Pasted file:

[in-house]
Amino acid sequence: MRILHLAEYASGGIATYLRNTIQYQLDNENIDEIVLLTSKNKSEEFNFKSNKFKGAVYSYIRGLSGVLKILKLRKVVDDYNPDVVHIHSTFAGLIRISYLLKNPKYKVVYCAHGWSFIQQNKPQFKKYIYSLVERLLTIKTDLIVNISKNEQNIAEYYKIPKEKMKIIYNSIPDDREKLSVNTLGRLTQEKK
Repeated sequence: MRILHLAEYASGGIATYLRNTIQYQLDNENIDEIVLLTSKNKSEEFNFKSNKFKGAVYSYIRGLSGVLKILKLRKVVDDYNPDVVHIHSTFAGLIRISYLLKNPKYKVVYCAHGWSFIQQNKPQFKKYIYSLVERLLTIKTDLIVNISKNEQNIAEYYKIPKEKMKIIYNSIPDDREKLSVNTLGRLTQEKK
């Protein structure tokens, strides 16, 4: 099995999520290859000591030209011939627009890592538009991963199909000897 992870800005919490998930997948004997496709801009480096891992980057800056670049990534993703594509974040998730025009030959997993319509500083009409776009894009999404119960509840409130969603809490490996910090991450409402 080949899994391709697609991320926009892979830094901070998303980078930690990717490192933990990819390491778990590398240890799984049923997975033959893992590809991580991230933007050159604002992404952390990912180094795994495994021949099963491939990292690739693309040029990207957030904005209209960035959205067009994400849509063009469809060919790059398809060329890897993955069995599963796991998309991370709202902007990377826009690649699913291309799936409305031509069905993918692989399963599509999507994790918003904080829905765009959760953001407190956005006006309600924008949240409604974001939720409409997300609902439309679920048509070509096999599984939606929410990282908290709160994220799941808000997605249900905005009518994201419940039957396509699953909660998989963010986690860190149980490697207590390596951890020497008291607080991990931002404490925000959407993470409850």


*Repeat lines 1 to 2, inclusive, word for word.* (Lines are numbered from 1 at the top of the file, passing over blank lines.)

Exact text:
[in-house]
Amino acid sequence: MRILHLAEYASGGIATYLRNTIQYQLDNENIDEIVLLTSKNKSEEFNFKSNKFKGAVYSYIRGLSGVLKILKLRKVVDDYNPDVVHIHSTFAGLIRISYLLKNPKYKVVYCAHGWSFIQQNKPQFKKYIYSLVERLLTIKTDLIVNISKNEQNIAEYYKIPKEKMKIIYNSIPDDREKLSVNTLGRLTQEKK